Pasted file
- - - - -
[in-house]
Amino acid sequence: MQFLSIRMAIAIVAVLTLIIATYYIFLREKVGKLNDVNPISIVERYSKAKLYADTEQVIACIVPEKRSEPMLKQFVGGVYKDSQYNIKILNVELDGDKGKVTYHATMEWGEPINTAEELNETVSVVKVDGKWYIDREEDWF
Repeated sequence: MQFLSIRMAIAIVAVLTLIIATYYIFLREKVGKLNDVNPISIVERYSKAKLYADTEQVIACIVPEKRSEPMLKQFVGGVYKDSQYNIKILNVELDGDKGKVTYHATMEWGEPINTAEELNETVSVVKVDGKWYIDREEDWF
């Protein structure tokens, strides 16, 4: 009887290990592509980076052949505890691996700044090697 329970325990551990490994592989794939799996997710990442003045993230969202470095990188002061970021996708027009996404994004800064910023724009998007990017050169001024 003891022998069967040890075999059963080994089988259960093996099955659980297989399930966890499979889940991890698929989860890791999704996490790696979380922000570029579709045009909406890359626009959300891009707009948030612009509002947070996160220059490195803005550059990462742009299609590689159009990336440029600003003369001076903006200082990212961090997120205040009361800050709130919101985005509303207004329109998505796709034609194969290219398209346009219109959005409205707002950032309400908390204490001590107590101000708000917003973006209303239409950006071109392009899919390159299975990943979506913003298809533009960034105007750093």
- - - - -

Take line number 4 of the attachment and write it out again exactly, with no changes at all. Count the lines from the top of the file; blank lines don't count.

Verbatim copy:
């Protein structure tokens, strides 16, 4: 009887290990592509980076052949505890691996700044090697 329970325990551990490994592989794939799996997710990442003045993230969202470095990188002061970021996708027009996404994004800064910023724009998007990017050169001024 003891022998069967040890075999059963080994089988259960093996099955659980297989399930966890499979889940991890698929989860890791999704996490790696979380922000570029579709045009909406890359626009959300891009707009948030612009509002947070996160220059490195803005550059990462742009299609590689159009990336440029600003003369001076903006200082990212961090997120205040009361800050709130919101985005509303207004329109998505796709034609194969290219398209346009219109959005409205707002950032309400908390204490001590107590101000708000917003973006209303239409950006071109392009899919390159299975990943979506913003298809533009960034105007750093």